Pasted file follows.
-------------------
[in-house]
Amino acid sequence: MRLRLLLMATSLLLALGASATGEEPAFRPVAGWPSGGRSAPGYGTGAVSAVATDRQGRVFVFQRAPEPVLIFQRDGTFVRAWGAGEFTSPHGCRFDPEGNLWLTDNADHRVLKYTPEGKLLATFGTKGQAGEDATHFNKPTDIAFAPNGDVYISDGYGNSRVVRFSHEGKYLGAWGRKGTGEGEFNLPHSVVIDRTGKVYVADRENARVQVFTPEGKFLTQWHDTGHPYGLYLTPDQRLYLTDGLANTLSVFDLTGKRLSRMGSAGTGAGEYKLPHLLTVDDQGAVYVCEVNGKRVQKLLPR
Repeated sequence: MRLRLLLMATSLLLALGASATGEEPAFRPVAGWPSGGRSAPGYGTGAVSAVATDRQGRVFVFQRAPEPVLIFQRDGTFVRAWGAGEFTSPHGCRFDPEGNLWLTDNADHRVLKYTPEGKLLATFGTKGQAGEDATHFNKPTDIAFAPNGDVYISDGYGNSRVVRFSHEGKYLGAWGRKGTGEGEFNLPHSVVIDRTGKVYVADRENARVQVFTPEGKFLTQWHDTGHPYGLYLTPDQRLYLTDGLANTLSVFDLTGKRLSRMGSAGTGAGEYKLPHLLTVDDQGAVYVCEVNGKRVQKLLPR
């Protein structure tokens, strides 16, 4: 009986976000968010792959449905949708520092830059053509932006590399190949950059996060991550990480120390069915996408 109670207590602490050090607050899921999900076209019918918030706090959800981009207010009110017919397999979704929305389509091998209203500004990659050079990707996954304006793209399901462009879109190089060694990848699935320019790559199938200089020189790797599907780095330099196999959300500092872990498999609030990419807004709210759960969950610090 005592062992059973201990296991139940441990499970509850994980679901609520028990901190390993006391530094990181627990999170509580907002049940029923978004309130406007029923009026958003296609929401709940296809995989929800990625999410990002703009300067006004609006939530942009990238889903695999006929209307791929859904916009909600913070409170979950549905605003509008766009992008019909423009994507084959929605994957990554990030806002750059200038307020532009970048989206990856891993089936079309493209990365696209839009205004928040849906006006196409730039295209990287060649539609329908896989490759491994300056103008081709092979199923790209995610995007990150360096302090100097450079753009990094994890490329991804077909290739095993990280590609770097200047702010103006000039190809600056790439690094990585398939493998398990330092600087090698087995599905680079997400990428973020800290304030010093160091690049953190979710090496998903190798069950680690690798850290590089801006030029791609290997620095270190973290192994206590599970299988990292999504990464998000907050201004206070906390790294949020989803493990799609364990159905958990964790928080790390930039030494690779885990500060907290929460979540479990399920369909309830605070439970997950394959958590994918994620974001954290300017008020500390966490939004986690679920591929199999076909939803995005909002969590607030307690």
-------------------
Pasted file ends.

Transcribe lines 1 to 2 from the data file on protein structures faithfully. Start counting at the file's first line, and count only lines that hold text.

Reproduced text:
[in-house]
Amino acid sequence: MRLRLLLMATSLLLALGASATGEEPAFRPVAGWPSGGRSAPGYGTGAVSAVATDRQGRVFVFQRAPEPVLIFQRDGTFVRAWGAGEFTSPHGCRFDPEGNLWLTDNADHRVLKYTPEGKLLATFGTKGQAGEDATHFNKPTDIAFAPNGDVYISDGYGNSRVVRFSHEGKYLGAWGRKGTGEGEFNLPHSVVIDRTGKVYVADRENARVQVFTPEGKFLTQWHDTGHPYGLYLTPDQRLYLTDGLANTLSVFDLTGKRLSRMGSAGTGAGEYKLPHLLTVDDQGAVYVCEVNGKRVQKLLPR